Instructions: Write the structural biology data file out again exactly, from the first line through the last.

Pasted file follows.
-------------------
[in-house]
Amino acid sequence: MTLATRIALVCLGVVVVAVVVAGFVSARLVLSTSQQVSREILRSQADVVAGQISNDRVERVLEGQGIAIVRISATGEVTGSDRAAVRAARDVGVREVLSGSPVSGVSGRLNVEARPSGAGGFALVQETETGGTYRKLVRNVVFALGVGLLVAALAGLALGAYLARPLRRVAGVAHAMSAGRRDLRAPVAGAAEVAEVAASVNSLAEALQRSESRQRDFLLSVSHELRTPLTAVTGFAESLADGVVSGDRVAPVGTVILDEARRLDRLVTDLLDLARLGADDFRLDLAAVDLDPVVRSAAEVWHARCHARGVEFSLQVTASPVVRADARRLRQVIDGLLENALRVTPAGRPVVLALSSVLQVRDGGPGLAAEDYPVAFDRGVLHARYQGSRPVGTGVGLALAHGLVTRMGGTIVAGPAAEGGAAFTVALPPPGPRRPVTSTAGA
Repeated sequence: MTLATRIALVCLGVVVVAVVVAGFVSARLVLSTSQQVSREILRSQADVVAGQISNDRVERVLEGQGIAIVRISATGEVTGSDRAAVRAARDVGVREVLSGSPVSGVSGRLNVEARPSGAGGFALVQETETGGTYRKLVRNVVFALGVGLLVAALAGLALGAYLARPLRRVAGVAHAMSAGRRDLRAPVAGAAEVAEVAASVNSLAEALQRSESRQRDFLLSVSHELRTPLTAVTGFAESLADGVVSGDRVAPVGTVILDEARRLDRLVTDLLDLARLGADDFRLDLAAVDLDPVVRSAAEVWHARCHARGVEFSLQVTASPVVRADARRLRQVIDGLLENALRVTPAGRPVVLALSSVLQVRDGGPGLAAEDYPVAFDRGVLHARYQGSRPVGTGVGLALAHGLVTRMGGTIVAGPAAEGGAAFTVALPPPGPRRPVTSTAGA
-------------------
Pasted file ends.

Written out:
[in-house]
Amino acid sequence: MTLATRIALVCLGVVVVAVVVAGFVSARLVLSTSQQVSREILRSQADVVAGQISNDRVERVLEGQGIAIVRISATGEVTGSDRAAVRAARDVGVREVLSGSPVSGVSGRLNVEARPSGAGGFALVQETETGGTYRKLVRNVVFALGVGLLVAALAGLALGAYLARPLRRVAGVAHAMSAGRRDLRAPVAGAAEVAEVAASVNSLAEALQRSESRQRDFLLSVSHELRTPLTAVTGFAESLADGVVSGDRVAPVGTVILDEARRLDRLVTDLLDLARLGADDFRLDLAAVDLDPVVRSAAEVWHARCHARGVEFSLQVTASPVVRADARRLRQVIDGLLENALRVTPAGRPVVLALSSVLQVRDGGPGLAAEDYPVAFDRGVLHARYQGSRPVGTGVGLALAHGLVTRMGGTIVAGPAAEGGAAFTVALPPPGPRRPVTSTAGA
Repeated sequence: MTLATRIALVCLGVVVVAVVVAGFVSARLVLSTSQQVSREILRSQADVVAGQISNDRVERVLEGQGIAIVRISATGEVTGSDRAAVRAARDVGVREVLSGSPVSGVSGRLNVEARPSGAGGFALVQETETGGTYRKLVRNVVFALGVGLLVAALAGLALGAYLARPLRRVAGVAHAMSAGRRDLRAPVAGAAEVAEVAASVNSLAEALQRSESRQRDFLLSVSHELRTPLTAVTGFAESLADGVVSGDRVAPVGTVILDEARRLDRLVTDLLDLARLGADDFRLDLAAVDLDPVVRSAAEVWHARCHARGVEFSLQVTASPVVRADARRLRQVIDGLLENALRVTPAGRPVVLALSSVLQVRDGGPGLAAEDYPVAFDRGVLHARYQGSRPVGTGVGLALAHGLVTRMGGTIVAGPAAEGGAAFTVALPPPGPRRPVTSTAGA